Adverts Where You Least Expect

Adverts are ubiquitous in today’s world. Wherever you look, there’s probably an advert or a brand within touching distance. It’s therefore interesting when a media owner succeeds in placing adverts somewhere that we haven’t seen them before. I’ve come across 3 examples recently that I knew had been around for a while, but I hadn’t truly appreciated their potential. Here are some ideas on why adverts where you least expect them are often the most effective:


On the Back of Your Car Parking Ticket

Car Park Tickets

If you park your car in a town centre or in a shopping mall, you’re going to need a parking ticket. Nowadays they come in 3 forms – pay and display, pay as you leave, and pay online/by text. It’s therefore an ideal place to advertise for 2 reasons: an individual will engage with the ticket in one way or another, and you can make an educated guess on where they’re heading based on the car park they’ve used. Many companies offer this as a service – Ads On Tickets, Adverticket and Ticketmedia to name a few.

For example, a car park ticket often ends up remaining in a car for weeks on end or in a person’s wallet as they walk around the shops. Like door drops, they are something that they are forced to touch and read. Also, if they park in a shopping centre it’s likely that they’re going to a shop that’s inside the shopping centre. Whether you’re a Nando’s, a WH Smiths or a Wetherspoons, you’re likely to be able to influence an individual’s purchasing decisions whilst they’re very much in the shopping mindset.

Wrigley’s even took parking ticket advertising a step further by placing mint strips on the edge of parking tickets. Wrigley’s realised that some parking tickets were placed in a driver’s mouth when they were driving towards a ticket barrier, so they would taste the mint as they drove.


On the Inside of a Golf Hole

Golf Hole Ad

Picture this: you’ve just holed a 30-foot chip from the side of the fairway and you walk over to the hole to pick out your golf ball. As you bend down amidst the beautiful surroundings of the golf course, you glimpse a BMW ad in the cup. Would you mind? And would you remember it?

It turns out that golfers don’t mind, and the recall for brands that advertise inside golf holes is surprisingly high. Ad in the Hole is the sole proprietor of this technology, and it’s currently live across 23 countries across Europe. Advertisers that have signed up to have their branding inside the holes include BMW, Santander, BMW, KPMG and Dell. When you consider these brands and their relevancy to the typical golfer, you can see why brands would jump on the chance to appear in these spaces and why golfers don’t view the advertising as intrusive.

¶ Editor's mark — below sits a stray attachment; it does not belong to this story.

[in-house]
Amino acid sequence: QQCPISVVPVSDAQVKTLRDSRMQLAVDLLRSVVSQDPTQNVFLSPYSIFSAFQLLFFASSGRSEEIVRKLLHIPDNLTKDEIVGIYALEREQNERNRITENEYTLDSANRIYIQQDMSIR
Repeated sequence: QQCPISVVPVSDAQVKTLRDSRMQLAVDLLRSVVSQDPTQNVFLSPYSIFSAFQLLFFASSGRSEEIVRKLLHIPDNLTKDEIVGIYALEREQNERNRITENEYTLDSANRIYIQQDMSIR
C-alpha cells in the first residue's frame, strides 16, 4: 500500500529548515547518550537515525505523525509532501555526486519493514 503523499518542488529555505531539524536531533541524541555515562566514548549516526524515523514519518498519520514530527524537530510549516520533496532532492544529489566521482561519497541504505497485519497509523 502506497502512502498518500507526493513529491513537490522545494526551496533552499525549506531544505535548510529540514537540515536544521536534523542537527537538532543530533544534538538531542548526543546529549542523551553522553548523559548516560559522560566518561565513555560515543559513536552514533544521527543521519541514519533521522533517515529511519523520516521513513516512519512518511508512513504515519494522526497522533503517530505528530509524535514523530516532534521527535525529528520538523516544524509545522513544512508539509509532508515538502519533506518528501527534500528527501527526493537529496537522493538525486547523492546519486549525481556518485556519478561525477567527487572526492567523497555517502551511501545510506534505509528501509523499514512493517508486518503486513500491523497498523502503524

It’s ultimately a very effective way of communicating a brand to a defined target market, and because it’s quirky and novel, the effectiveness of the advertising is amplified. It’s such a simple idea, yet makes perfect sense. Advertisers can even buy space inside holes on the putting greens, if they so wish.


In Front of the Urinal You’re Using

Toilet Ads

I’m sure you’ve seen this one in the news before – video screens above urinals. I passed them off as a gimmick until I looked into the figures, and it turns out that they’re a whole lot more effective than I first thought. Captive Media are the leaders in this space and it produces ‘hands-free’ screens for urinals that double as video games. A man simply walks up to the urinal, unzips, and can play a game by controlling an on-screen object using his… urine. When there isn’t a person at the urinal, the screens carry promotions for the bar they’re in, offers, specials, or forthcoming events.

The target audience of “young 18-25 influencers’ is often tricky to reach, but this provides an innovative and irreverent solution to the problem. It’s perhaps this irreverence that makes the technology so successful: it’s silly and looks a bit clunky, but it’s for these reasons that it’s memorable.

The average ‘visit time’ of a UK male to a unit is 55 seconds and Captive Media argues that these huge dwell times of individuals that are often out socialising with others means that the content on the screens has a huge recall value. The number of impacts can also be directly measured, which is great for a client with a keen eye on ROI. The big question, however, is when will we start seeing interactive units in women’s toilets?

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